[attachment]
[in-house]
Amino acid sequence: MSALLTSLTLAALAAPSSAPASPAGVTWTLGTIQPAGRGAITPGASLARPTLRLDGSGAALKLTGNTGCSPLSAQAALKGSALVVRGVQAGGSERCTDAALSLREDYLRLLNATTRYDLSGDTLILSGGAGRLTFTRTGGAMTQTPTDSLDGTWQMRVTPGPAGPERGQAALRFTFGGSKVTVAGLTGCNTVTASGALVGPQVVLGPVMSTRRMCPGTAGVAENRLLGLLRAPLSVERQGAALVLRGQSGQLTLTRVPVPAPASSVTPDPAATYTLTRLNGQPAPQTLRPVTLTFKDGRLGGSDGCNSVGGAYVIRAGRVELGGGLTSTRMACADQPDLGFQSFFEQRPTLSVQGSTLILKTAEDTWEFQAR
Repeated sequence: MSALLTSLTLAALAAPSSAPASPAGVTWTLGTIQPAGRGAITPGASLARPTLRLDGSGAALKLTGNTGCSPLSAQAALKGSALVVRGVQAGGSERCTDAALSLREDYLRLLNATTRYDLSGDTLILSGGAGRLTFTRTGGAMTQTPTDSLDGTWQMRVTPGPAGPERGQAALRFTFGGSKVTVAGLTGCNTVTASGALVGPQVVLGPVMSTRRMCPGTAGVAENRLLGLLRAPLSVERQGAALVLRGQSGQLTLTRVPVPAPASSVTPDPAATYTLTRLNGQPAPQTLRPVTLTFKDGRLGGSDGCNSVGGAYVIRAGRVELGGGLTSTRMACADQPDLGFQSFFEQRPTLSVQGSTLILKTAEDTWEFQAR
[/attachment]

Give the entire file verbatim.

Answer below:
[in-house]
Amino acid sequence: MSALLTSLTLAALAAPSSAPASPAGVTWTLGTIQPAGRGAITPGASLARPTLRLDGSGAALKLTGNTGCSPLSAQAALKGSALVVRGVQAGGSERCTDAALSLREDYLRLLNATTRYDLSGDTLILSGGAGRLTFTRTGGAMTQTPTDSLDGTWQMRVTPGPAGPERGQAALRFTFGGSKVTVAGLTGCNTVTASGALVGPQVVLGPVMSTRRMCPGTAGVAENRLLGLLRAPLSVERQGAALVLRGQSGQLTLTRVPVPAPASSVTPDPAATYTLTRLNGQPAPQTLRPVTLTFKDGRLGGSDGCNSVGGAYVIRAGRVELGGGLTSTRMACADQPDLGFQSFFEQRPTLSVQGSTLILKTAEDTWEFQAR
Repeated sequence: MSALLTSLTLAALAAPSSAPASPAGVTWTLGTIQPAGRGAITPGASLARPTLRLDGSGAALKLTGNTGCSPLSAQAALKGSALVVRGVQAGGSERCTDAALSLREDYLRLLNATTRYDLSGDTLILSGGAGRLTFTRTGGAMTQTPTDSLDGTWQMRVTPGPAGPERGQAALRFTFGGSKVTVAGLTGCNTVTASGALVGPQVVLGPVMSTRRMCPGTAGVAENRLLGLLRAPLSVERQGAALVLRGQSGQLTLTRVPVPAPASSVTPDPAATYTLTRLNGQPAPQTLRPVTLTFKDGRLGGSDGCNSVGGAYVIRAGRVELGGGLTSTRMACADQPDLGFQSFFEQRPTLSVQGSTLILKTAEDTWEFQAR